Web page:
The average milkfat test for groups of first Friesian x Jersey (FJ) cows in 9 Waikato herds was 4.68%, ranging from 4.36% to 5.46%. Animals with 75% Friesian breeding had an average test 0.05% lower than their first cross contemporaries whereas those with 25% Friesian breeding had an average test which was 0.25% higher. Variation in colour and height at withers were not reliable indicators of an FJ animal's test. Regression analyses with records of sires' progeny-tested by the New Zealand Dairy Board from 1961 to 1979 showed that each 1 unit increase in milkfat breeding index (BI) in Jerseys was associated with an increase of 0.85 units in milk BI. The comparable figure for Friesians was 0.55 milk BI units. Since 1961, the average milkfat BI of Jersey sires selected for further use has increased by 24 units (117 to 141) with an associated increase in milk BI of 14 units (114 to 128). Comparable changes for Friesian sires were 17 units (121 to 138) and 6 units (115 to 121). The average live weight at calving over 4 seasons at Ruakura for high BI Jerseys was 385 kg compared to 404 kg for 'AB' Friesians. The concurrent increases in milk and milkfat BI's in the Jersey breed may have been associated with a greater increase in live weight than in the Friesian breed. Owners of herds of FJ cows need not expect substantial changes in milkfat test or live weight through the continued use of Friesian sires to produce replacement heifers.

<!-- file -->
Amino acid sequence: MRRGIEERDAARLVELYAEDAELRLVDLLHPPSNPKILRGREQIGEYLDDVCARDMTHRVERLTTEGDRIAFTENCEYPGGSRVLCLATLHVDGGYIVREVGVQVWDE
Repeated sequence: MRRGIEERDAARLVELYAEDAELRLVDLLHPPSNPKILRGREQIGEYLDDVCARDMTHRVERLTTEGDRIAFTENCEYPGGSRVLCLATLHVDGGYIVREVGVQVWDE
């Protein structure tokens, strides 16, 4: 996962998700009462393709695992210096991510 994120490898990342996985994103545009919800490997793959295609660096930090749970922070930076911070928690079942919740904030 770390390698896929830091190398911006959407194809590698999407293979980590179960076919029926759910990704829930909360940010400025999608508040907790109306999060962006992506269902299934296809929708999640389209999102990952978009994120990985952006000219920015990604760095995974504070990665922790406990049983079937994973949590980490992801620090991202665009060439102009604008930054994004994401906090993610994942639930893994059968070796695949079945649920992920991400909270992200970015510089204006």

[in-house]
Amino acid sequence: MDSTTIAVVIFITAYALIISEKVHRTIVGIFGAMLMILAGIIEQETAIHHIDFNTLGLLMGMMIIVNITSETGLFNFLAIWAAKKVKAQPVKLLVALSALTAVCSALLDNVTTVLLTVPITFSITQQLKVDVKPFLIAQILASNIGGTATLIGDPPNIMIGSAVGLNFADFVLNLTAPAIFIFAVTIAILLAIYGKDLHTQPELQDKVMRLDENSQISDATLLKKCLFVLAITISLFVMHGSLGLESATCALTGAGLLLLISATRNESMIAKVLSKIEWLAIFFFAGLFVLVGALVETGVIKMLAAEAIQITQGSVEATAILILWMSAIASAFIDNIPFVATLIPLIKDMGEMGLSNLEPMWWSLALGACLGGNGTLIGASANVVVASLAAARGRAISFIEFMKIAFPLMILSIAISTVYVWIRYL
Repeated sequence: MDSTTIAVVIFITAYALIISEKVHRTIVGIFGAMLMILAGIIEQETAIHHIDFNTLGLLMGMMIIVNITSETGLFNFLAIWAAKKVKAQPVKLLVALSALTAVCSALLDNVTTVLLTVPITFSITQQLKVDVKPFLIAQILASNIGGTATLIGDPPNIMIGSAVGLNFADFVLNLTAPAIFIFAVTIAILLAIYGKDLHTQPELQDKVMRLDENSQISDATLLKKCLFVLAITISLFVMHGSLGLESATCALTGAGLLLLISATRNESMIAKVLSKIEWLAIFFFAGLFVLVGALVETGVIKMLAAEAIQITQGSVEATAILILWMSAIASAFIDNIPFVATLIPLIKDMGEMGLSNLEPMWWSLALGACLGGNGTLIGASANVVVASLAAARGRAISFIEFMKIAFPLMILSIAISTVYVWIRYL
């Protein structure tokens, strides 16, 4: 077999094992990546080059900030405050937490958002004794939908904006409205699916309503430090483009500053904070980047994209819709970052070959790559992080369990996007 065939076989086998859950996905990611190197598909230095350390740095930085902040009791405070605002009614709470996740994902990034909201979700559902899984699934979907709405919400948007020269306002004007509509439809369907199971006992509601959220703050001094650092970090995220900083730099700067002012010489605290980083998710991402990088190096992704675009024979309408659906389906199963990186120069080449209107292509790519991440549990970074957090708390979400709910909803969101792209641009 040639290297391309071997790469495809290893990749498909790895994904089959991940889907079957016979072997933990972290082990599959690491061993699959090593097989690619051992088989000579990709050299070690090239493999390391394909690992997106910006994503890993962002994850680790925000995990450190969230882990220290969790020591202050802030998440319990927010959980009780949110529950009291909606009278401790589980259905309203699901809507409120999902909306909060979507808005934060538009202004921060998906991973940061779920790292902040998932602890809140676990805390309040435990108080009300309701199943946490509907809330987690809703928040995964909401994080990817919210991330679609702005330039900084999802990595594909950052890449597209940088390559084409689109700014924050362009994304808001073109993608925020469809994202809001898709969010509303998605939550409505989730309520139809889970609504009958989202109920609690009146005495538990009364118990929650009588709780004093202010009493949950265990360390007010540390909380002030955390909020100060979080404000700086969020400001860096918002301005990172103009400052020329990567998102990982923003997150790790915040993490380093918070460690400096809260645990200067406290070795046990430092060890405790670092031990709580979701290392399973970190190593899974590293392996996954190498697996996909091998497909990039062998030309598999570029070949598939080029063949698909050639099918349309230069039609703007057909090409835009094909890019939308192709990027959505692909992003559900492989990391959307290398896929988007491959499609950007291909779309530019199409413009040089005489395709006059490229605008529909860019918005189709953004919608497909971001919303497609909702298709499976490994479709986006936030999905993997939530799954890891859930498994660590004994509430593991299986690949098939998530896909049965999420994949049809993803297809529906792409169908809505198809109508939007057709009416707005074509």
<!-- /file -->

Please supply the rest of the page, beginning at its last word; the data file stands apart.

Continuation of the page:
Proceedings of the New Zealand Society of Animal Production, Volume 44, , 63-66, 1984
|Download Full PDF||BibTEX Citation||Endnote Citation||Search the Proceedings|
This work is licensed under a Creative Commons Attribution-NonCommercial-NoDerivatives 4.0 International License.